There are so many lessons to be learned from the horrific events at Grenfell Tower and we will be digesting them for some years to come.
One of the things which struck me was the amount of complexity which surrounded both the cause of the fire spreading so fast and the subsequent attempt to look after survivors in a decent way.
There were multiple agencies, regulators, commissioners, providers, subcontractors and suppliers involved and, in the end, finding out where it all went wrong is going to be tricky.
For the follow up there seemed to be a vacuum between the local council, the tenant management organisation and the national government with the local charities and community groups wanting to feed into something but finding no one willing to step up.
Some of this is incompetence and neglect or worse and heads have rolled. But it also points to another issue - are we making things too complex?
This issue has surfaced in a much of the work we do with charities and funders at NPC and has also emerged in my role on the advisory board of the Centre for Public Scrutiny.
At present, working on complex systems and system change is all the rage in the policy wonk world.
If we really want to solve problems, the argument goes, then we will need many agencies and groups to work together. To do this we need to have lots of collaboration, joining up, data-sharing, cross-cutting steering groups and so on.
One thing which is problematic in complex systems which need diagrams with dotted lines to explain things, is that it can be unclear who exactly is in charge.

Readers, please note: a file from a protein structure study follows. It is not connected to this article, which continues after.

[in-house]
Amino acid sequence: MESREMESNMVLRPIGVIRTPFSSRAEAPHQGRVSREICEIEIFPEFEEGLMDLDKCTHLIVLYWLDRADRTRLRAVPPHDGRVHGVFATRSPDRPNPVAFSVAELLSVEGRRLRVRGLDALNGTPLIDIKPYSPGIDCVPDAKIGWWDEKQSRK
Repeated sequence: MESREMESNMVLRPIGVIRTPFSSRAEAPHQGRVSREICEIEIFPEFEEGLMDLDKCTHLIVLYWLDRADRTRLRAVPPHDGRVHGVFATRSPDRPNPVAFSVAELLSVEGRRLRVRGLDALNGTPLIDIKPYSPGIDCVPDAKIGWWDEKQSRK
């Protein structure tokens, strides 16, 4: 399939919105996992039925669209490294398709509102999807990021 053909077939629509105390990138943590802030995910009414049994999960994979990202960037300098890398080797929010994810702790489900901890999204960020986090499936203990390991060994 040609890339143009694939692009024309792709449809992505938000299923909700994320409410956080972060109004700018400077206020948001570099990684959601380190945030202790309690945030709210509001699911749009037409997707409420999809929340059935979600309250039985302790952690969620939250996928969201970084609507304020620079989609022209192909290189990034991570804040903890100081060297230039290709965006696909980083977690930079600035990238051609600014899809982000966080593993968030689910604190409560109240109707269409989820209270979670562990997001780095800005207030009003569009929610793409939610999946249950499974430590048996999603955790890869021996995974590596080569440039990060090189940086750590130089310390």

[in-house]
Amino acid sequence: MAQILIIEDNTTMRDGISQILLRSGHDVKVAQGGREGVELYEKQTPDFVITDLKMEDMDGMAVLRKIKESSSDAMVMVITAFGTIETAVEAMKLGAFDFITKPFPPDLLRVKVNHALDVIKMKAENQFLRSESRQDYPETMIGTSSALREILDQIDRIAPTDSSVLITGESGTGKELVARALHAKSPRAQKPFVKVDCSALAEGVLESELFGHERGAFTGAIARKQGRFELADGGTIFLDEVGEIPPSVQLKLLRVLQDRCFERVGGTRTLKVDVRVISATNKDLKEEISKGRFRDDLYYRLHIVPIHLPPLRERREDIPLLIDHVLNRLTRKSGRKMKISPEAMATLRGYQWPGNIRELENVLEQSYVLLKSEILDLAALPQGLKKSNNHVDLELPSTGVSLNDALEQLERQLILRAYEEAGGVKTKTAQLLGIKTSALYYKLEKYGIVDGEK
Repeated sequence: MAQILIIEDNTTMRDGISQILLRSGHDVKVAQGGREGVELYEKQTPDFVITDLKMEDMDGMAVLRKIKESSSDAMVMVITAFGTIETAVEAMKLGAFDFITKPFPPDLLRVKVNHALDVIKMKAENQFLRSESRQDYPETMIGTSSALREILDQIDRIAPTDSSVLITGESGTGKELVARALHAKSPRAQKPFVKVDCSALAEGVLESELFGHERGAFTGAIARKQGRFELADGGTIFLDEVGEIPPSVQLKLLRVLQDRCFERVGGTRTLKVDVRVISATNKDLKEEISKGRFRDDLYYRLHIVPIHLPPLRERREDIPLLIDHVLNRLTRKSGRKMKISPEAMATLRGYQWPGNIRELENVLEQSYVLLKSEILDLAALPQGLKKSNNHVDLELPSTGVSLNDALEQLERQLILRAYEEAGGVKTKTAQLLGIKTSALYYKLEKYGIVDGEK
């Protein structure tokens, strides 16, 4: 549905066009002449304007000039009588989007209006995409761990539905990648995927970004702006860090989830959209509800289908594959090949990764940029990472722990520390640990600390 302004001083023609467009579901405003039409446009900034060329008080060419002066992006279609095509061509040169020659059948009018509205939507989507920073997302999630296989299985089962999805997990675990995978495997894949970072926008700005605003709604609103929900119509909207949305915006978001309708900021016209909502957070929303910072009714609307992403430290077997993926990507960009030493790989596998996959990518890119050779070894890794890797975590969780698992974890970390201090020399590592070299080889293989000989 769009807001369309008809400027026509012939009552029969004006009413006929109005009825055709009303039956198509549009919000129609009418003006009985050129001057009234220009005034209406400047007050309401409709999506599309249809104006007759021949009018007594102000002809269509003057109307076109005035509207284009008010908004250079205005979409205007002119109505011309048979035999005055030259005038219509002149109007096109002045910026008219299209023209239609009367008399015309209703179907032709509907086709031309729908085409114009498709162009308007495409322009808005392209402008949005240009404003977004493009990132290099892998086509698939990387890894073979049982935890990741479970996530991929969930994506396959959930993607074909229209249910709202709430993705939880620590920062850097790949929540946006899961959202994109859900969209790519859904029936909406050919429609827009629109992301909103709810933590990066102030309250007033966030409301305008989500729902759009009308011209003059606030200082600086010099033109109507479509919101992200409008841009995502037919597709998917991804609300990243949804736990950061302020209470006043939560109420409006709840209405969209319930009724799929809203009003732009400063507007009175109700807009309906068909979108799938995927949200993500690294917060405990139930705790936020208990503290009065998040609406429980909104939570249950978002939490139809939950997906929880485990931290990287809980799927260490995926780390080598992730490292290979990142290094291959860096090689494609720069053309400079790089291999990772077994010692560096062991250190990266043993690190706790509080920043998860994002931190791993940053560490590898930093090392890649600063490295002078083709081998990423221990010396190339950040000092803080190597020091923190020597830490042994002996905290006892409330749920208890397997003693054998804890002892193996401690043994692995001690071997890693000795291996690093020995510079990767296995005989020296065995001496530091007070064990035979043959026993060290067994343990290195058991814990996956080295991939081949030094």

While the coming of digital techniques may help put the user a bit more in control of the services they receive, if decision-making in complex systems becomes more hidden behind algorithms, there is a massive danger that we lose a human face ready to say: 'I take responsibility'.
In the end, the charity sector got out there and did things at Grenfell - it did not wait for agreement on the appropriate structures and payment mechanisms in order to move forward.
So, maybe before designing ever more clever ways of producing all this collaboration, we should first ask whether we can simplify the system, taking out as much complexity as possible, so lines of sight are clear and transparent and nobody can hide in the shelter of a multi-agency collaborative framework.
There are dangers on this path, too, of course. Many older municipalists used this sort of argument to assert that everything should come under the local authority - totally ignoring the chaos and silos within the local public sector itself and the dangers of producer capture if everything is done in-house. This route also tended to exclude other players like civil society or the private sector.
Equally, the nationalisation lobby - much stronger these days and prominent in the recent Labour manifesto - can argue that the number of different players in something like the rail system are bound to lead to cost and blame shifting, of co-ordination failures and a black hole where the passenger interest gets lost.
We can certainly do better than a world where train operating companies blame Network Rail for poor service and vice versa, while the long-suffering passenger waits for any information about train delays.
Similarly, we have managed to design systems which allow children in care to get lost and ignored. To tackle this we create more complex systems linking things up. We know the keys to success and in the scale of things there are not even that many children in care. Let's just sort it and not over-complicate it.
Sometimes the barrier to simplification is that it can appear harder than trying to do the collaboration.
We build in what some have called 'get rounds' to problems, eventually making the whole system too unwieldly. If one outcome of the terrible fire is that we think again about how to avoid over-complexity rather than focus on managing it, then we may have made a little progress.
A version of this blog was first published in the MJ.Suggest a correction